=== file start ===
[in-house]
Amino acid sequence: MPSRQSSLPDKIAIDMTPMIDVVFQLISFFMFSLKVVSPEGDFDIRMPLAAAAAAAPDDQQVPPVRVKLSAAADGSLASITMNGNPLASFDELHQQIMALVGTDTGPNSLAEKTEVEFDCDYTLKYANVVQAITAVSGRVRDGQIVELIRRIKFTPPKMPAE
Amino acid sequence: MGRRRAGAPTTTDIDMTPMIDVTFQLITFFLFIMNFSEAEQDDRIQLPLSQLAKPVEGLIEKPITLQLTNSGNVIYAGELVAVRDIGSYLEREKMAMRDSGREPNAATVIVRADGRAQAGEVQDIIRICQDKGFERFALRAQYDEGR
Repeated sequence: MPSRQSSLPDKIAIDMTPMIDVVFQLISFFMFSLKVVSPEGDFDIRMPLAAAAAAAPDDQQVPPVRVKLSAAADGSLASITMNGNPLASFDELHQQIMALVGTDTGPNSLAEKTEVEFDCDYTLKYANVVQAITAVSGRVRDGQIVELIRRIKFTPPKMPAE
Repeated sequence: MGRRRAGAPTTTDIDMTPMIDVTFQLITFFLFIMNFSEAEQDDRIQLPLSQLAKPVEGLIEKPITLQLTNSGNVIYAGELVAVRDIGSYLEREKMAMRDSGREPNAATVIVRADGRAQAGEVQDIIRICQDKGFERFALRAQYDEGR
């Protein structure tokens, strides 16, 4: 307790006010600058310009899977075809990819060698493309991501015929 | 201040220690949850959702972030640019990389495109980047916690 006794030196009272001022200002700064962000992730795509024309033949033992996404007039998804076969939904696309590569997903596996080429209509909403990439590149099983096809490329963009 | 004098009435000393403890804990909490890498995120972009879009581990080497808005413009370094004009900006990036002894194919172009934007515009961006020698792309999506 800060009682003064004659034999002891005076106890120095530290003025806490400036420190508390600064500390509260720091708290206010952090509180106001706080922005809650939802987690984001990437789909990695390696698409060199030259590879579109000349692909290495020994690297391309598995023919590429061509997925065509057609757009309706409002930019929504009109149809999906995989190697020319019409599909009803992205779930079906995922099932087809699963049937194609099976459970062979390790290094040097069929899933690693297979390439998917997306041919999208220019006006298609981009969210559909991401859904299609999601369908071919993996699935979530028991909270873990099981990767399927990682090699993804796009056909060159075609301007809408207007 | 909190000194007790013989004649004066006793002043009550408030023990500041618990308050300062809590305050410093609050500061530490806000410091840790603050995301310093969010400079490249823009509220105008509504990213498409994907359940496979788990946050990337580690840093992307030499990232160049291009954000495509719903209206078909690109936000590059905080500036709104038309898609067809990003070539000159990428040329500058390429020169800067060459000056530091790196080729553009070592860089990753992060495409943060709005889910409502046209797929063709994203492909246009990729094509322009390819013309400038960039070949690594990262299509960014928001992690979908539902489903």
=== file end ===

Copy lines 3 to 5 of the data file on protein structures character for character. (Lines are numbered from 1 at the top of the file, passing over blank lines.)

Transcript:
Amino acid sequence: MGRRRAGAPTTTDIDMTPMIDVTFQLITFFLFIMNFSEAEQDDRIQLPLSQLAKPVEGLIEKPITLQLTNSGNVIYAGELVAVRDIGSYLEREKMAMRDSGREPNAATVIVRADGRAQAGEVQDIIRICQDKGFERFALRAQYDEGR
Repeated sequence: MPSRQSSLPDKIAIDMTPMIDVVFQLISFFMFSLKVVSPEGDFDIRMPLAAAAAAAPDDQQVPPVRVKLSAAADGSLASITMNGNPLASFDELHQQIMALVGTDTGPNSLAEKTEVEFDCDYTLKYANVVQAITAVSGRVRDGQIVELIRRIKFTPPKMPAE
Repeated sequence: MGRRRAGAPTTTDIDMTPMIDVTFQLITFFLFIMNFSEAEQDDRIQLPLSQLAKPVEGLIEKPITLQLTNSGNVIYAGELVAVRDIGSYLEREKMAMRDSGREPNAATVIVRADGRAQAGEVQDIIRICQDKGFERFALRAQYDEGR